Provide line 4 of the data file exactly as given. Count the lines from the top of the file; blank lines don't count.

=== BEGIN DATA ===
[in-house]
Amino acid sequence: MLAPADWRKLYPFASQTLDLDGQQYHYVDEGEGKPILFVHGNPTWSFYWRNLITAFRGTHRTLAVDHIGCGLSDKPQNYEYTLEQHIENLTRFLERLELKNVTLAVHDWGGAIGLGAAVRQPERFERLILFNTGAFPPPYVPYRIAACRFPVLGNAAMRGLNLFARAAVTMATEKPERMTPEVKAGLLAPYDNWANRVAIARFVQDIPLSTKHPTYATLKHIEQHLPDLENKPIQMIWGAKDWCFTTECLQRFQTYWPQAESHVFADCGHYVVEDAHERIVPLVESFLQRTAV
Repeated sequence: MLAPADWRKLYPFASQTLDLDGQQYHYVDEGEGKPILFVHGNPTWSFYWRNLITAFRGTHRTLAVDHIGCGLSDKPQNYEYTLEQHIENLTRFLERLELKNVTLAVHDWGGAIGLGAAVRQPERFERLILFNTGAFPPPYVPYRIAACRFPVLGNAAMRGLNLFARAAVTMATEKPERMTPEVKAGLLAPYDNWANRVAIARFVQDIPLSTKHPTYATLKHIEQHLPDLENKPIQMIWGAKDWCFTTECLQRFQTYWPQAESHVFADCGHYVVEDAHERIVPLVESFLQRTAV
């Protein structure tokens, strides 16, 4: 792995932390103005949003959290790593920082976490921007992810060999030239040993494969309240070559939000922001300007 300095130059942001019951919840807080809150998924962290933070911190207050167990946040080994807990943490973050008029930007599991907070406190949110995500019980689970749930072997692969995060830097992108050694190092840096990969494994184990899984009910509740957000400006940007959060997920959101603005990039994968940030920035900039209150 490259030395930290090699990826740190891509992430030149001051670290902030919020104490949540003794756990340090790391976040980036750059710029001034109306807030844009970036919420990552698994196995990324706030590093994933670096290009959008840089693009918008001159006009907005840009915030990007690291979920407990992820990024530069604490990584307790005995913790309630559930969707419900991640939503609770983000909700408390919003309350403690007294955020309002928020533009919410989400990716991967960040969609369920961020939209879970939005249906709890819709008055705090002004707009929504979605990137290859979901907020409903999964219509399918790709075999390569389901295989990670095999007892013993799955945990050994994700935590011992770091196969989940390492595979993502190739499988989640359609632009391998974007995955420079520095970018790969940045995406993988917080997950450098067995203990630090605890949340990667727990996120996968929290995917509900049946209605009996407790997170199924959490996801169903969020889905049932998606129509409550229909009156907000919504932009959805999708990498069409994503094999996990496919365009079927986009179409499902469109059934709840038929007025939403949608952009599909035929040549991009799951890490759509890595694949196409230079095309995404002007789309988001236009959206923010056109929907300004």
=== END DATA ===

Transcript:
């Protein structure tokens, strides 16, 4: 792995932390103005949003959290790593920082976490921007992810060999030239040993494969309240070559939000922001300007 300095130059942001019951919840807080809150998924962290933070911190207050167990946040080994807990943490973050008029930007599991907070406190949110995500019980689970749930072997692969995060830097992108050694190092840096990969494994184990899984009910509740957000400006940007959060997920959101603005990039994968940030920035900039209150 490259030395930290090699990826740190891509992430030149001051670290902030919020104490949540003794756990340090790391976040980036750059710029001034109306807030844009970036919420990552698994196995990324706030590093994933670096290009959008840089693009918008001159006009907005840009915030990007690291979920407990992820990024530069604490990584307790005995913790309630559930969707419900991640939503609770983000909700408390919003309350403690007294955020309002928020533009919410989400990716991967960040969609369920961020939209879970939005249906709890819709008055705090002004707009929504979605990137290859979901907020409903999964219509399918790709075999390569389901295989990670095999007892013993799955945990050994994700935590011992770091196969989940390492595979993502190739499988989640359609632009391998974007995955420079520095970018790969940045995406993988917080997950450098067995203990630090605890949340990667727990996120996968929290995917509900049946209605009996407790997170199924959490996801169903969020889905049932998606129509409550229909009156907000919504932009959805999708990498069409994503094999996990496919365009079927986009179409499902469109059934709840038929007025939403949608952009599909035929040549991009799951890490759509890595694949196409230079095309995404002007789309988001236009959206923010056109929907300004």